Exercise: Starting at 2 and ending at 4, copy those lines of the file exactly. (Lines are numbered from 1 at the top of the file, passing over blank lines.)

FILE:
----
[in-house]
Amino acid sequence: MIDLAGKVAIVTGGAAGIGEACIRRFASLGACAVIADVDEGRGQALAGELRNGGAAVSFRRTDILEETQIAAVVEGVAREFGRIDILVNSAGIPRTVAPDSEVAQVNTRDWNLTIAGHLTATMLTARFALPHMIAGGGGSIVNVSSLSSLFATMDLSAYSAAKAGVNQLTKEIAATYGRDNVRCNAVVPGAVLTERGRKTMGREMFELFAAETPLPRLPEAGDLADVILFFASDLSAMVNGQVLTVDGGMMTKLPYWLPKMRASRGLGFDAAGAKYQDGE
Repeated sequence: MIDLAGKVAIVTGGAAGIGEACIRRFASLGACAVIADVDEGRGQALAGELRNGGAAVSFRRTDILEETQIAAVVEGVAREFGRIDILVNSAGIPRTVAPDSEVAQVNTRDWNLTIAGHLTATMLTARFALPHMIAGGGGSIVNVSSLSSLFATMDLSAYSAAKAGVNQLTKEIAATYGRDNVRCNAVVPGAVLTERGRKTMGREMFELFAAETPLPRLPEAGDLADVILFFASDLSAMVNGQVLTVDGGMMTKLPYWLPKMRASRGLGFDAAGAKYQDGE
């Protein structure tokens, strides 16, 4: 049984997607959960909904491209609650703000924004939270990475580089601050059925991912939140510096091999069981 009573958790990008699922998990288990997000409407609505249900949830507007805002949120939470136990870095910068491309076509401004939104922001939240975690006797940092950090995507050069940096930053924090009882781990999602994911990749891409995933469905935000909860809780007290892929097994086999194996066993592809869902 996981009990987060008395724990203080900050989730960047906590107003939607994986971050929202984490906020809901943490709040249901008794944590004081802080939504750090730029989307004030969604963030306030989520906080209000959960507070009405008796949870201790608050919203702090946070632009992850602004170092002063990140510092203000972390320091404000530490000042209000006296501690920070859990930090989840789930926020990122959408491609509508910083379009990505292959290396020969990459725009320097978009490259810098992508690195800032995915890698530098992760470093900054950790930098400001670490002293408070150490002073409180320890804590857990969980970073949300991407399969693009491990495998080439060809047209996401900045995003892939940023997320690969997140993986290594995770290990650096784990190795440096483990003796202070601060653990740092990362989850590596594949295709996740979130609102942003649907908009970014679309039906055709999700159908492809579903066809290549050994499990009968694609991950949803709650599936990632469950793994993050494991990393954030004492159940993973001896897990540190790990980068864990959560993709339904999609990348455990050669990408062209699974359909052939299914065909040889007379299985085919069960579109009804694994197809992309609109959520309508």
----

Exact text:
Amino acid sequence: MIDLAGKVAIVTGGAAGIGEACIRRFASLGACAVIADVDEGRGQALAGELRNGGAAVSFRRTDILEETQIAAVVEGVAREFGRIDILVNSAGIPRTVAPDSEVAQVNTRDWNLTIAGHLTATMLTARFALPHMIAGGGGSIVNVSSLSSLFATMDLSAYSAAKAGVNQLTKEIAATYGRDNVRCNAVVPGAVLTERGRKTMGREMFELFAAETPLPRLPEAGDLADVILFFASDLSAMVNGQVLTVDGGMMTKLPYWLPKMRASRGLGFDAAGAKYQDGE
Repeated sequence: MIDLAGKVAIVTGGAAGIGEACIRRFASLGACAVIADVDEGRGQALAGELRNGGAAVSFRRTDILEETQIAAVVEGVAREFGRIDILVNSAGIPRTVAPDSEVAQVNTRDWNLTIAGHLTATMLTARFALPHMIAGGGGSIVNVSSLSSLFATMDLSAYSAAKAGVNQLTKEIAATYGRDNVRCNAVVPGAVLTERGRKTMGREMFELFAAETPLPRLPEAGDLADVILFFASDLSAMVNGQVLTVDGGMMTKLPYWLPKMRASRGLGFDAAGAKYQDGE
């Protein structure tokens, strides 16, 4: 049984997607959960909904491209609650703000924004939270990475580089601050059925991912939140510096091999069981 009573958790990008699922998990288990997000409407609505249900949830507007805002949120939470136990870095910068491309076509401004939104922001939240975690006797940092950090995507050069940096930053924090009882781990999602994911990749891409995933469905935000909860809780007290892929097994086999194996066993592809869902 996981009990987060008395724990203080900050989730960047906590107003939607994986971050929202984490906020809901943490709040249901008794944590004081802080939504750090730029989307004030969604963030306030989520906080209000959960507070009405008796949870201790608050919203702090946070632009992850602004170092002063990140510092203000972390320091404000530490000042209000006296501690920070859990930090989840789930926020990122959408491609509508910083379009990505292959290396020969990459725009320097978009490259810098992508690195800032995915890698530098992760470093900054950790930098400001670490002293408070150490002073409180320890804590857990969980970073949300991407399969693009491990495998080439060809047209996401900045995003892939940023997320690969997140993986290594995770290990650096784990190795440096483990003796202070601060653990740092990362989850590596594949295709996740979130609102942003649907908009970014679309039906055709999700159908492809579903066809290549050994499990009968694609991950949803709650599936990632469950793994993050494991990393954030004492159940993973001896897990540190790990980068864990959560993709339904999609990348455990050669990408062209699974359909052939299914065909040889007379299985085919069960579109009804694994197809992309609109959520309508």